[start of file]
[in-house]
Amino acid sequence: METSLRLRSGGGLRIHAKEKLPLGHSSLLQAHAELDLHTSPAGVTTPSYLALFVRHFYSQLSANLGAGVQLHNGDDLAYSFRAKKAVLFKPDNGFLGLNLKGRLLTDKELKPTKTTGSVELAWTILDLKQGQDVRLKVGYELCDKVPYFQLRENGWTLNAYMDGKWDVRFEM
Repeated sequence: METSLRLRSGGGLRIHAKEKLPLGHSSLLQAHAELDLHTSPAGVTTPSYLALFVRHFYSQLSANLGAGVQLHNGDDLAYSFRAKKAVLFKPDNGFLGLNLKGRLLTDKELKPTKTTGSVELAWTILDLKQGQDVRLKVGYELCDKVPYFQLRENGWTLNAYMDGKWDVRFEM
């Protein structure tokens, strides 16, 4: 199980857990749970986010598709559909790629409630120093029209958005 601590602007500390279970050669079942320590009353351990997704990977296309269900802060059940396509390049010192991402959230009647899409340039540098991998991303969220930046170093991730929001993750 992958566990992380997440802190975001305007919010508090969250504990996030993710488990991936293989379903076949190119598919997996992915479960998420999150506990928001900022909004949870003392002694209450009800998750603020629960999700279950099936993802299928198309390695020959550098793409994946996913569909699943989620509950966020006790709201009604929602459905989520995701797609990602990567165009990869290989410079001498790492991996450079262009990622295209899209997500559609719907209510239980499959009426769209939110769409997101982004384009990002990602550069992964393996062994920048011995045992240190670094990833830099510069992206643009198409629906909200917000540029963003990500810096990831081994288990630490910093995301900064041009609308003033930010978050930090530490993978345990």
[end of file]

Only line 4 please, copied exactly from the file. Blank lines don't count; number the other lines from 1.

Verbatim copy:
């Protein structure tokens, strides 16, 4: 199980857990749970986010598709559909790629409630120093029209958005 601590602007500390279970050669079942320590009353351990997704990977296309269900802060059940396509390049010192991402959230009647899409340039540098991998991303969220930046170093991730929001993750 992958566990992380997440802190975001305007919010508090969250504990996030993710488990991936293989379903076949190119598919997996992915479960998420999150506990928001900022909004949870003392002694209450009800998750603020629960999700279950099936993802299928198309390695020959550098793409994946996913569909699943989620509950966020006790709201009604929602459905989520995701797609990602990567165009990869290989410079001498790492991996450079262009990622295209899209997500559609719907209510239980499959009426769209939110769409997101982004384009990002990602550069992964393996062994920048011995045992240190670094990833830099510069992206643009198409629906909200917000540029963003990500810096990831081994288990630490910093995301900064041009609308003033930010978050930090530490993978345990």